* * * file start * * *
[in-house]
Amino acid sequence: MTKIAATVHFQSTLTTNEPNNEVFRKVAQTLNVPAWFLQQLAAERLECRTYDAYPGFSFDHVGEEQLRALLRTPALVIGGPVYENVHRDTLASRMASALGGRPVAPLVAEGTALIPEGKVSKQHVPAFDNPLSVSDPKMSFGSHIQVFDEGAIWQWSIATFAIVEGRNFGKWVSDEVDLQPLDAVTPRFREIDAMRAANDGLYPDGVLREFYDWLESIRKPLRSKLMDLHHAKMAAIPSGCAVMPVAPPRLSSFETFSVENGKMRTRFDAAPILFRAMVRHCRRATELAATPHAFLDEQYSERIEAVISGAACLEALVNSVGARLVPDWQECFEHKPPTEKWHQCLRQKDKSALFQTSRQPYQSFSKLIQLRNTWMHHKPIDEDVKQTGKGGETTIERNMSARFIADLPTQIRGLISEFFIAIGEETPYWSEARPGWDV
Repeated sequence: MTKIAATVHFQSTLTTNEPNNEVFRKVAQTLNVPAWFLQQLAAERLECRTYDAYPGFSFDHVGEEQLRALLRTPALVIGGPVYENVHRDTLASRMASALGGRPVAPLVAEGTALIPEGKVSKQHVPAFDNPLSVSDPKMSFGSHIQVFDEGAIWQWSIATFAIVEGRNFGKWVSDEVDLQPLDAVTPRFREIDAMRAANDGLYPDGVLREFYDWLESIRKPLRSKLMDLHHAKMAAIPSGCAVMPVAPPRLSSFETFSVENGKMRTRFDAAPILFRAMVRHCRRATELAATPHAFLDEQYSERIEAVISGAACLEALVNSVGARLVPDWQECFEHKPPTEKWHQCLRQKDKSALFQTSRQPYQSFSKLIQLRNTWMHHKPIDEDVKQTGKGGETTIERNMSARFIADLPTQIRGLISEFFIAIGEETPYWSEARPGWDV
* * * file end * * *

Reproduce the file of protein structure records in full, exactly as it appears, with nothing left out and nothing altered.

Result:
[in-house]
Amino acid sequence: MTKIAATVHFQSTLTTNEPNNEVFRKVAQTLNVPAWFLQQLAAERLECRTYDAYPGFSFDHVGEEQLRALLRTPALVIGGPVYENVHRDTLASRMASALGGRPVAPLVAEGTALIPEGKVSKQHVPAFDNPLSVSDPKMSFGSHIQVFDEGAIWQWSIATFAIVEGRNFGKWVSDEVDLQPLDAVTPRFREIDAMRAANDGLYPDGVLREFYDWLESIRKPLRSKLMDLHHAKMAAIPSGCAVMPVAPPRLSSFETFSVENGKMRTRFDAAPILFRAMVRHCRRATELAATPHAFLDEQYSERIEAVISGAACLEALVNSVGARLVPDWQECFEHKPPTEKWHQCLRQKDKSALFQTSRQPYQSFSKLIQLRNTWMHHKPIDEDVKQTGKGGETTIERNMSARFIADLPTQIRGLISEFFIAIGEETPYWSEARPGWDV
Repeated sequence: MTKIAATVHFQSTLTTNEPNNEVFRKVAQTLNVPAWFLQQLAAERLECRTYDAYPGFSFDHVGEEQLRALLRTPALVIGGPVYENVHRDTLASRMASALGGRPVAPLVAEGTALIPEGKVSKQHVPAFDNPLSVSDPKMSFGSHIQVFDEGAIWQWSIATFAIVEGRNFGKWVSDEVDLQPLDAVTPRFREIDAMRAANDGLYPDGVLREFYDWLESIRKPLRSKLMDLHHAKMAAIPSGCAVMPVAPPRLSSFETFSVENGKMRTRFDAAPILFRAMVRHCRRATELAATPHAFLDEQYSERIEAVISGAACLEALVNSVGARLVPDWQECFEHKPPTEKWHQCLRQKDKSALFQTSRQPYQSFSKLIQLRNTWMHHKPIDEDVKQTGKGGETTIERNMSARFIADLPTQIRGLISEFFIAIGEETPYWSEARPGWDV